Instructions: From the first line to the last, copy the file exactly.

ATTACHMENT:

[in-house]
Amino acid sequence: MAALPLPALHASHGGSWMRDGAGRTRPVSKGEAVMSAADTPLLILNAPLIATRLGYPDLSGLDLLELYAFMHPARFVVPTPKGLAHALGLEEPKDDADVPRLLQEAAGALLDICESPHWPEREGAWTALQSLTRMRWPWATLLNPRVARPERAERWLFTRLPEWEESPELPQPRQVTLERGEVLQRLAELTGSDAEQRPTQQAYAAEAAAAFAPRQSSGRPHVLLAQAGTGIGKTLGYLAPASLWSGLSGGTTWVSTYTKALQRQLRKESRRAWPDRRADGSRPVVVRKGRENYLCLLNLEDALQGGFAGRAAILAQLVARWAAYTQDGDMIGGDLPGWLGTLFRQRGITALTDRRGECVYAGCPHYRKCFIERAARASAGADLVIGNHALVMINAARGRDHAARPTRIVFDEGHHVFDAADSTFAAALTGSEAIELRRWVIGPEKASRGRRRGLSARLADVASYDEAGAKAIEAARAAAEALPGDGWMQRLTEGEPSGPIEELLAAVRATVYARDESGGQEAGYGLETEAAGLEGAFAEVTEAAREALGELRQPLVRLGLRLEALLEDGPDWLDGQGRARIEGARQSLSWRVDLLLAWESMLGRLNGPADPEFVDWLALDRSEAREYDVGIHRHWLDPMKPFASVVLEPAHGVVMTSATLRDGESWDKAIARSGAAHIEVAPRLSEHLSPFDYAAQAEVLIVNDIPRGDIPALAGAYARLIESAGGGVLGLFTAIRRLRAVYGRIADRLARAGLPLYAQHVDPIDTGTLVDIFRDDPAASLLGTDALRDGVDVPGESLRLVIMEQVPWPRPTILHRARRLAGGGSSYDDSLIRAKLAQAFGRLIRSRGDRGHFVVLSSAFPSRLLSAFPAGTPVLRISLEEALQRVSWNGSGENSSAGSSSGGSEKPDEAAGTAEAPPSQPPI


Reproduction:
[in-house]
Amino acid sequence: MAALPLPALHASHGGSWMRDGAGRTRPVSKGEAVMSAADTPLLILNAPLIATRLGYPDLSGLDLLELYAFMHPARFVVPTPKGLAHALGLEEPKDDADVPRLLQEAAGALLDICESPHWPEREGAWTALQSLTRMRWPWATLLNPRVARPERAERWLFTRLPEWEESPELPQPRQVTLERGEVLQRLAELTGSDAEQRPTQQAYAAEAAAAFAPRQSSGRPHVLLAQAGTGIGKTLGYLAPASLWSGLSGGTTWVSTYTKALQRQLRKESRRAWPDRRADGSRPVVVRKGRENYLCLLNLEDALQGGFAGRAAILAQLVARWAAYTQDGDMIGGDLPGWLGTLFRQRGITALTDRRGECVYAGCPHYRKCFIERAARASAGADLVIGNHALVMINAARGRDHAARPTRIVFDEGHHVFDAADSTFAAALTGSEAIELRRWVIGPEKASRGRRRGLSARLADVASYDEAGAKAIEAARAAAEALPGDGWMQRLTEGEPSGPIEELLAAVRATVYARDESGGQEAGYGLETEAAGLEGAFAEVTEAAREALGELRQPLVRLGLRLEALLEDGPDWLDGQGRARIEGARQSLSWRVDLLLAWESMLGRLNGPADPEFVDWLALDRSEAREYDVGIHRHWLDPMKPFASVVLEPAHGVVMTSATLRDGESWDKAIARSGAAHIEVAPRLSEHLSPFDYAAQAEVLIVNDIPRGDIPALAGAYARLIESAGGGVLGLFTAIRRLRAVYGRIADRLARAGLPLYAQHVDPIDTGTLVDIFRDDPAASLLGTDALRDGVDVPGESLRLVIMEQVPWPRPTILHRARRLAGGGSSYDDSLIRAKLAQAFGRLIRSRGDRGHFVVLSSAFPSRLLSAFPAGTPVLRISLEEALQRVSWNGSGENSSAGSSSGGSEKPDEAAGTAEAPPSQPPI